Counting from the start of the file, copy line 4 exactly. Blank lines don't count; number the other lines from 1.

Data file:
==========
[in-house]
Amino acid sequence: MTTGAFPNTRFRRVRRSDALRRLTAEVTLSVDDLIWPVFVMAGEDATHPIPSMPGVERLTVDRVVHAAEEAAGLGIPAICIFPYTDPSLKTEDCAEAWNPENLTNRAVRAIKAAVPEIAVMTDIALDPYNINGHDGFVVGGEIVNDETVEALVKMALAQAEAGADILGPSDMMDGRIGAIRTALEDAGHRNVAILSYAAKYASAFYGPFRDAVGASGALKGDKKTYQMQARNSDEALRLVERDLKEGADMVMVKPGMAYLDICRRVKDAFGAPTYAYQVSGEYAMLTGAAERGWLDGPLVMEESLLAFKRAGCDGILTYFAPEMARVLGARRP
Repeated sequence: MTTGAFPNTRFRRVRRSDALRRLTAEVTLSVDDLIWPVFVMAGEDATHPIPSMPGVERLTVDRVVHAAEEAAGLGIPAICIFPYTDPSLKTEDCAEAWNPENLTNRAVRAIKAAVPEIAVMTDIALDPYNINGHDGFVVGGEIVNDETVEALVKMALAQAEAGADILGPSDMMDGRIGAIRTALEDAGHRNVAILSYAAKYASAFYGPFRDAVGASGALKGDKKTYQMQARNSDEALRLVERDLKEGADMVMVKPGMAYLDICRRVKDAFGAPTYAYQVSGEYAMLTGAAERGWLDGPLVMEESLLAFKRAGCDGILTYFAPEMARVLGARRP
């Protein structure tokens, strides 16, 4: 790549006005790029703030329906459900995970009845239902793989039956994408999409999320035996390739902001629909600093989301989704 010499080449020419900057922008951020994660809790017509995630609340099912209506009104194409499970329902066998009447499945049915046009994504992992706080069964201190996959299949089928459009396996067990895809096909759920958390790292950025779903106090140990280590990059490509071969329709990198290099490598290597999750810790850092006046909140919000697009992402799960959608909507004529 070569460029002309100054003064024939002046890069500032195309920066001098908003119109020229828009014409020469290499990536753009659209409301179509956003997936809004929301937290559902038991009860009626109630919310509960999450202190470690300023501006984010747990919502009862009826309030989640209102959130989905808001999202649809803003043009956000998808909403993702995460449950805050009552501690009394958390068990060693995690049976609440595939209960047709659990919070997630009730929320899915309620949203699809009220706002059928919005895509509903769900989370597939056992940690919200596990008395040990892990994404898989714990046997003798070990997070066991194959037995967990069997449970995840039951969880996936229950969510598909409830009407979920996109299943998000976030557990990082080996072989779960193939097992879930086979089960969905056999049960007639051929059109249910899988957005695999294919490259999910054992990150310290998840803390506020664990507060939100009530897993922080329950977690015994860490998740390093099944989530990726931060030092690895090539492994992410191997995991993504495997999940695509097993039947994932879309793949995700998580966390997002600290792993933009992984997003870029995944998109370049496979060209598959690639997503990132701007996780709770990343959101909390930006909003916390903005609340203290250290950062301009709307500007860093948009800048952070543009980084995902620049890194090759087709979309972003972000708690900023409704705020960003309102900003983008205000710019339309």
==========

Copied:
């Protein structure tokens, strides 16, 4: 790549006005790029703030329906459900995970009845239902793989039956994408999409999320035996390739902001629909600093989301989704 010499080449020419900057922008951020994660809790017509995630609340099912209506009104194409499970329902066998009447499945049915046009994504992992706080069964201190996959299949089928459009396996067990895809096909759920958390790292950025779903106090140990280590990059490509071969329709990198290099490598290597999750810790850092006046909140919000697009992402799960959608909507004529 070569460029002309100054003064024939002046890069500032195309920066001098908003119109020229828009014409020469290499990536753009659209409301179509956003997936809004929301937290559902038991009860009626109630919310509960999450202190470690300023501006984010747990919502009862009826309030989640209102959130989905808001999202649809803003043009956000998808909403993702995460449950805050009552501690009394958390068990060693995690049976609440595939209960047709659990919070997630009730929320899915309620949203699809009220706002059928919005895509509903769900989370597939056992940690919200596990008395040990892990994404898989714990046997003798070990997070066991194959037995967990069997449970995840039951969880996936229950969510598909409830009407979920996109299943998000976030557990990082080996072989779960193939097992879930086979089960969905056999049960007639051929059109249910899988957005695999294919490259999910054992990150310290998840803390506020664990507060939100009530897993922080329950977690015994860490998740390093099944989530990726931060030092690895090539492994992410191997995991993504495997999940695509097993039947994932879309793949995700998580966390997002600290792993933009992984997003870029995944998109370049496979060209598959690639997503990132701007996780709770990343959101909390930006909003916390903005609340203290250290950062301009709307500007860093948009800048952070543009980084995902620049890194090759087709979309972003972000708690900023409704705020960003309102900003983008205000710019339309």